The FDA plans to issue final guidance next year on how it will enforce the regulation of laboratory developed tests, Center for Devices and Radiological Health Director Jeffrey Shuren told a House subcommittee last week during a hearing that focused on proposed legislation for diagnostic regulatory reform.
Rep. Marsha Blackburn (R-Tenn.) criticized the FDA for taking so long to release the final guidance. Shuren clarified that he does not actually have the authority to decide when to issue the document, and the agency hopes to finalize the guidance earlier in 2016, rather than later in the year.
News of the guidance's arrivalmay not be welcomed by a number of groups that promised to fight the agency on its proposals last year, including the American Clinical Laboratory Association.
The proposed guidance to regulate LDTs would be highly disruptive to laboratory services and compromise patient care, the group says in a statement issued last week.
The ACLA was among more than 50 organizations that wrote a November 2014 letter to the FDA asking the agency to withdraw the draft guidance because it conflicts with existing regulations and would impose substantial new requirements.
However, now several proposals from the lab community are acknowledging that LDTs must demonstrate they are analytically and clinically valid, that they should be subject to premarket review in moderate and high-risk tests, and that certain problems need to be reported to the government, Shuren said.
“None of those are currently enforced on them today. They all exist under an FDA framework,” he said.
LDTs have increased in complexity and availability and are now frequently used to diagnose common, serious medical conditions, including cancer and heart disease, Peter Lurie, FDA’s associate commissioner for public health strategy and analysis, said in a statement. Yet, LDTs are still under a general policy of enforcement discretion, which means they rarely undergo FDA review to determine whether they are accurate, reliable and provide clinically meaningful results, he added.
The agency issued a report last week listing 20 case studies that shows how a lack of LDT oversight may cause significant harm to patients.
However, when questioned last week by Rep. Michael Burgess (R-Texas) during the hearing before the Energy and Commerce Committee’s subcommittee on health, Shuren said that there are more than 11,000 laboratory developed tests. Burgess pointed out that the rate of detecting problems is far less than one percent. In response, Shuren said, “There is no reporting system on LDTs. We are not monitoring for problems, and so you can’t say what the rate is, quite frankly.”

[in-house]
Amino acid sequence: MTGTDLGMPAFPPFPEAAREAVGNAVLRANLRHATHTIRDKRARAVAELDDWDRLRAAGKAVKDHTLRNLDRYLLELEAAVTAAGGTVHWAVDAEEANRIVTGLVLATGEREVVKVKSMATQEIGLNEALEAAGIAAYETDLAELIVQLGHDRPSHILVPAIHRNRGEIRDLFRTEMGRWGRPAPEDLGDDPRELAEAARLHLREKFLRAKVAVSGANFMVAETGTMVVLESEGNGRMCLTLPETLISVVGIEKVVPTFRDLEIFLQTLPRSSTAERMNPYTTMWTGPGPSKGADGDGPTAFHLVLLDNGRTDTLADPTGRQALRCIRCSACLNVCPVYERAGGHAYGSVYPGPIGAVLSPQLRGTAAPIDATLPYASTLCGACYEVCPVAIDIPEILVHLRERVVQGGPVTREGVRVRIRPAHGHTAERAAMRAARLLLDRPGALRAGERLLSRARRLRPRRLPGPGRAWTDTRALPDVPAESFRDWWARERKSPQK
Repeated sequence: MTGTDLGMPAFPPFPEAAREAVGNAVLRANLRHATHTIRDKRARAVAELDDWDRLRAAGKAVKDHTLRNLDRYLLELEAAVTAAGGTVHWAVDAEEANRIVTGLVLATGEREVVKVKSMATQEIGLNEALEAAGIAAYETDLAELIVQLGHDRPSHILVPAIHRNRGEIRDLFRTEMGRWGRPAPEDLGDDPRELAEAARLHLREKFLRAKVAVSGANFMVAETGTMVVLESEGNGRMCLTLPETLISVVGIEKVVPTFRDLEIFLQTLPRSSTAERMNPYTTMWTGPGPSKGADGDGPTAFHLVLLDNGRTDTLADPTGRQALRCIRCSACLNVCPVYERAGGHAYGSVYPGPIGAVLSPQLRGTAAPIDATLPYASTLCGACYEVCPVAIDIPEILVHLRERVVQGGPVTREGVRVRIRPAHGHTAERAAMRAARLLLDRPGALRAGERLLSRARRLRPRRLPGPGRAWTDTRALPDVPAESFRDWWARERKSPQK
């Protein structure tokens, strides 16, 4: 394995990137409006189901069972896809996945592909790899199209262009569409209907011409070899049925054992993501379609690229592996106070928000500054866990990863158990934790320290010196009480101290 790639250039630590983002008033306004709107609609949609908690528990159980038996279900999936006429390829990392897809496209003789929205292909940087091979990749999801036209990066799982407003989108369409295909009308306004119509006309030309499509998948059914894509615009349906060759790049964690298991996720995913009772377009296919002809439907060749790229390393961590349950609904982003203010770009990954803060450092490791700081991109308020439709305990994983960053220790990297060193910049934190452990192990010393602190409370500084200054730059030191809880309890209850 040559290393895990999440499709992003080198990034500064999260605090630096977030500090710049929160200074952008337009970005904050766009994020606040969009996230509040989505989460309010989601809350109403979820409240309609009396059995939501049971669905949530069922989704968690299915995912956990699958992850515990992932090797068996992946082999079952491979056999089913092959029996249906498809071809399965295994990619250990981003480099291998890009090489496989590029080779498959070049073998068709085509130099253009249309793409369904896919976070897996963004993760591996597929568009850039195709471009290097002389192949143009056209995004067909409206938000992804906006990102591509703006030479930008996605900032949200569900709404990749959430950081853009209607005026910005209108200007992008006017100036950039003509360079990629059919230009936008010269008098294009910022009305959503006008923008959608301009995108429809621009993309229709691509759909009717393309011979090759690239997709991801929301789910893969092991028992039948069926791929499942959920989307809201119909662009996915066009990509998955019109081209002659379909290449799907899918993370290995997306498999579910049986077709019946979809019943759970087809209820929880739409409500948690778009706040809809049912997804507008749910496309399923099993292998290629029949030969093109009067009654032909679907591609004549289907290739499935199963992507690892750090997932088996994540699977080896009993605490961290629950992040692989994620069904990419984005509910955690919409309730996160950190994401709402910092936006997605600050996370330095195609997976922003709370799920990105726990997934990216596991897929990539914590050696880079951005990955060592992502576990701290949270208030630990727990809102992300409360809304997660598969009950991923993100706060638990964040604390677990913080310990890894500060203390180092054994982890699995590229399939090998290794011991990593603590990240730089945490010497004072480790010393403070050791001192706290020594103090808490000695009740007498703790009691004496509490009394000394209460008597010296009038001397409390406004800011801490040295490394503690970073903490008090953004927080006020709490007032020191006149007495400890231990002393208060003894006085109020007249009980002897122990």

In response to a white paper the committee circulated last year, a number of labs and pathologists said the FDA should only have limited role in regulating a set of tests as medical devices, while the rest should be overseen by the Centers for Medicare & Medicaid Services through an updated Clinical Laboratory Improvement Amendments program.
A legislation discussion draft the committee circulated last month clarified FDA and CMS responsibilities on LDTs. FDA would regulate test development in risk-based manner. CMS would regulate lab operations. However, some alternative proposals would divide regulatory and oversight between the FDA and CMS, depending on the type of test.
Shuren told the House subcommittee that such a system would lead to inefficiencies, leading to inconsistent standards treating the same test differently depending upon who makes the test. “If we are going to assure that tests work, we need one unified system,” he said.
“On the other hand, CMS does not have scientific staff capable of determining whether a test is difficult to successfully carry out or likely to prove detrimental to a patient if carried out improperly. This expertise resides within the FDA, which assesses clinical validity in the context of premarket reviews,” said Patrick Conway, acting principal deputy administrator for the agency.
In a statement last week, AdvaMedDx said creating a new regulatory system at CMS dedicated solely to LDTs would duplicate resources and perpetuate disparate treatment of similar tests.
“FDA oversight of all diagnostic tests — under a risk-based framework — is crucial to ensuring patient safety, and FDA is the only agency with the current regulatory appropriate expertise and resources to provide effective oversight of this rapidly evolving area of healthcare,” said Andrew Fish, executive director of AdvaMedDx.